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<nettime> What We See, What We Hope: Declaration of Solidarity with the
Patrice Riemens on Sun, 18 Jan 2009 17:59:55 +0100 (CET)


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<nettime> What We See, What We Hope: Declaration of Solidarity with the Uprising in Greece


Bwo Multitudes-infos list/ Ben Matsas

What We See, What We Hope:

Declaration of Solidarity with the Uprising in Greece

We want first of all to say a collective yes! to the
uprising in Greece. We are artists, writers and teachers
who are connected in this moment by common friends and
commitments. We are globally dispersed and are mostly
watching, and hoping, from afar. But some of us are also
there, in Athens, and have been on the streets, have felt
the rage and the tear gas, and have glimpsed the dancing
specter of the other world that is possible. We claim no
special right to speak or be heard. Still, we have a few
things to say. For this is also a global moment for
speaking and sharing, for hoping and thinking together...

No one can doubt that the protest and occupation movement
that has spread across Greece since the police murder of
Alexis Grigoropoulos in Athens on 6 December is a social
uprising whose causes reach far deeper than the obscene
event that triggered it. The rage is real, and it is
justified. The filled streets, strikes and walk-outs, and
occupied schools, universities, union halls and television
stations have refuted early official attempts to dismiss
the social explosion as the work of a small number of
'young people' in Exarchia, Athens or elsewhere in Greece.

What remains to be seen is whether the movement now
emerging will become an effective political force, and, if
it does, whether it will be contained within a liberal reformist
horizon or will aim at a more radical social and
political transformation. If the movement takes the
liberal-reformist path, then the most to be expected will
be the replacement of one corrupt party in power by its
corrupt competitor, accompanied by a few token concessions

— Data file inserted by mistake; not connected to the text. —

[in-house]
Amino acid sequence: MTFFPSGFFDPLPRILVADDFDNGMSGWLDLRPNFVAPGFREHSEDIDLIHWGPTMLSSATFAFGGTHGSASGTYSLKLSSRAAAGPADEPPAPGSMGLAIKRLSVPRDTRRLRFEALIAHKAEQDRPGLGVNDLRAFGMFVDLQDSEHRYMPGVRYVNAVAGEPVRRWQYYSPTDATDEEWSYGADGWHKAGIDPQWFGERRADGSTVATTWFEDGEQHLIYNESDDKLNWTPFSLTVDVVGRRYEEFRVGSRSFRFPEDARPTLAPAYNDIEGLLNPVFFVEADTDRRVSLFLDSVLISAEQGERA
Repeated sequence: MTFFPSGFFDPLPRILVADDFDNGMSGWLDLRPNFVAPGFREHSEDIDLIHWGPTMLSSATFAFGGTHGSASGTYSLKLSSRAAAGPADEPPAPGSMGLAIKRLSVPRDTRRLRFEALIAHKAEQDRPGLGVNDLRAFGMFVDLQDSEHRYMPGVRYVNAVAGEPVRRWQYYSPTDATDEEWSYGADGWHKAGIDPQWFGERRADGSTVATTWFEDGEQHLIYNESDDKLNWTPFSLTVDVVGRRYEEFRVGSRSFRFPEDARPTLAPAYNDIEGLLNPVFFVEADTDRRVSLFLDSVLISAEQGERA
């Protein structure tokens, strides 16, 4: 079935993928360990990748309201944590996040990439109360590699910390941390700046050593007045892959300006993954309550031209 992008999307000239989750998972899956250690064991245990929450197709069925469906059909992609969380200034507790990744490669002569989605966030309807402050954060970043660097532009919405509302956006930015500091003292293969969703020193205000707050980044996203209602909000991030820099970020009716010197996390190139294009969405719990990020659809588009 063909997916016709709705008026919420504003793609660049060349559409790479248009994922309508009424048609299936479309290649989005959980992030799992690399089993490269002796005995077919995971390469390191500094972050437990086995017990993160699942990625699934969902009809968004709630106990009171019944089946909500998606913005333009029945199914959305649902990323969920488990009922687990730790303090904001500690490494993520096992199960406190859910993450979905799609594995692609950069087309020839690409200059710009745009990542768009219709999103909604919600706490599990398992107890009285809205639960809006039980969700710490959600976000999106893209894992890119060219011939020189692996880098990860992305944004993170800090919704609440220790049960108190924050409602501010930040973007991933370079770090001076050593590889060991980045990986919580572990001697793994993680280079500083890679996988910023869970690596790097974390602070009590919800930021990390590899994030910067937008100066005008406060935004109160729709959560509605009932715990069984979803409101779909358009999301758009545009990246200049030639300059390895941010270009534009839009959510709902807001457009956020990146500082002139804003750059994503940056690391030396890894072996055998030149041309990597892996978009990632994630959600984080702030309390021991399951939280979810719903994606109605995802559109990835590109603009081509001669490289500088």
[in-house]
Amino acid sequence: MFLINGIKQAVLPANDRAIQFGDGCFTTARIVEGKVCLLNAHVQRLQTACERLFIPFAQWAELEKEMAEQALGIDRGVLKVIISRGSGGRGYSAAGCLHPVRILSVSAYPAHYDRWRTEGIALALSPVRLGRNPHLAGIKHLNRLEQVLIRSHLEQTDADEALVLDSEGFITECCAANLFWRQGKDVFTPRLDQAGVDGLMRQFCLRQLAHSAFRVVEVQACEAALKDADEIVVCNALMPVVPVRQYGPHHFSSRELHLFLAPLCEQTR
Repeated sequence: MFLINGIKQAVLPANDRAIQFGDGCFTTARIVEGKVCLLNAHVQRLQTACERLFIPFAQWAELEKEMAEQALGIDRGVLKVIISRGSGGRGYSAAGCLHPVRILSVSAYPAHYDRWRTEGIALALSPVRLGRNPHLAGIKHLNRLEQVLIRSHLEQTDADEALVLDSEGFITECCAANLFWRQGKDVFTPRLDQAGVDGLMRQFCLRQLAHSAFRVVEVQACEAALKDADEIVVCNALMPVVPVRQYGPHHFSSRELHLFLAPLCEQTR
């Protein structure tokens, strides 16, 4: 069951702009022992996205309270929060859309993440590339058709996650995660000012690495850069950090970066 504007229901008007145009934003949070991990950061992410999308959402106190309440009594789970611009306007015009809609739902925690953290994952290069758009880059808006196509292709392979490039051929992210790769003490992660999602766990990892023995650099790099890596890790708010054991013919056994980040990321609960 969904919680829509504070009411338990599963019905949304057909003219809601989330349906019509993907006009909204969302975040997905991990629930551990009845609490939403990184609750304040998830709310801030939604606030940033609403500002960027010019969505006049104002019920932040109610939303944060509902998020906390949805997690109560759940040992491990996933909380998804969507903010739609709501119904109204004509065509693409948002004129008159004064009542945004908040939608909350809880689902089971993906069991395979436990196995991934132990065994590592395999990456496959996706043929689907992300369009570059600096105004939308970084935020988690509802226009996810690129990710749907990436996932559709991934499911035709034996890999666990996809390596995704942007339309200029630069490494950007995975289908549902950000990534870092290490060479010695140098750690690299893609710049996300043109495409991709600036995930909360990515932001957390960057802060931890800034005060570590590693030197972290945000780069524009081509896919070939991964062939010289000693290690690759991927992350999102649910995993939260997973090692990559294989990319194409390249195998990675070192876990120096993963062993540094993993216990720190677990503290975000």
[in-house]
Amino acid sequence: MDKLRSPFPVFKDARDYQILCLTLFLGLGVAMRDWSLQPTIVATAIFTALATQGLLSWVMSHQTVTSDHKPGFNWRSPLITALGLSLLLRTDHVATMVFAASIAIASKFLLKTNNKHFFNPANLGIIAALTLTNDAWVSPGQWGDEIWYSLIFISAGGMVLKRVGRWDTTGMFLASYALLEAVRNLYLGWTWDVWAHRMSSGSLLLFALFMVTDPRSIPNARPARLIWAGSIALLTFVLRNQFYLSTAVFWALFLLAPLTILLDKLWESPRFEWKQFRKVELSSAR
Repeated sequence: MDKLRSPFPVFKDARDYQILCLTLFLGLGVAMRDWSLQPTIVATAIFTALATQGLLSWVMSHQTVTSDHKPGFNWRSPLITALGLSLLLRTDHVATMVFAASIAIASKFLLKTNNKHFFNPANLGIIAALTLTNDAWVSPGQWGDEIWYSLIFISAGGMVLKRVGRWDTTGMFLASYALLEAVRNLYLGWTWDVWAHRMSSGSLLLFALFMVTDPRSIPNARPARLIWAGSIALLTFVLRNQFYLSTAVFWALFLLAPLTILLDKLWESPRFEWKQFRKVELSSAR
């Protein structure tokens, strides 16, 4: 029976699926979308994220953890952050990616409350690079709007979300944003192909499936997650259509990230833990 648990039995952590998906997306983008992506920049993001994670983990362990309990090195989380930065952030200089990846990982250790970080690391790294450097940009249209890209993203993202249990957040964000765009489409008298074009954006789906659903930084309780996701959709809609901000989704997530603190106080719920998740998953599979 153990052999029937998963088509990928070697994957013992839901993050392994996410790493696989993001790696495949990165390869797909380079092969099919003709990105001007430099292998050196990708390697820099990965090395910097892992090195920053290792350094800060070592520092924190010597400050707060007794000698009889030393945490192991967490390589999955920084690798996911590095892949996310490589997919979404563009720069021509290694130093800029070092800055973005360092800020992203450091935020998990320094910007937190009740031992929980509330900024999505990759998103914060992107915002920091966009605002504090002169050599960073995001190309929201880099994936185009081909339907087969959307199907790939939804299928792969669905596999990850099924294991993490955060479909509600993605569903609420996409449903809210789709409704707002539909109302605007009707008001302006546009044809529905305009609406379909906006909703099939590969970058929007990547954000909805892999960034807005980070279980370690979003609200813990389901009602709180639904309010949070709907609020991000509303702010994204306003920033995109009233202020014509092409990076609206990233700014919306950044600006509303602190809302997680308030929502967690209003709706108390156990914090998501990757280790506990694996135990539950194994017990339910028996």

wrapped in the empty rhetoric of democracy. These would
almost certainly be the smoke-screen for a reactionary wave
of new repressive powers masquerading as security measures.

Only radically democratic and emancipatory demands, clearly
articulated and resolutely struggled for, could prevent
this outcome and open the space for a rupture in a
destructive global system of domination and exploitation.

As we count ourselves among those who experience this
system as the violent negation of human spirit and
potential, we could only welcome such a rupture as a
reassertion of humanity in the face of a repressive
politics of fear.

Observing events in Greece and the official and corporate
media discourse developing in response to them, we note the
emergence of what begins to looks like a new elite
consensus. The 'violent unrest' in Greece, we are told
with increasing frequency, is the revolt of the "700-Euro
generation" that is, of overeducated young people with
too few prospects of a decent position and income. The
solution, by this account, is to revitalize Greek society
through more structural adjustments to make the economy
more dynamic and efficient. Once all people are convinced
they will be welcomed and integrated into consumer reality
and rewarded with purchasing power commensurate with their
educational investment, then the conditions of this
'revolt' will have been eliminated. In short: everything
will be fine, and everyone happy, once some adjustments
have made capitalism in Greece less wasteful of its human
resources.

We have seen this strategy before, in response to the
uprisings in the suburbs of Paris and around the CPE
'reforms' in France several years ago. Indeed, since the
1960s this has been the perennial, preferred strategy of
power to all uprisings that show themselves unwilling to
disappear immediately. Its functions are crystal clear: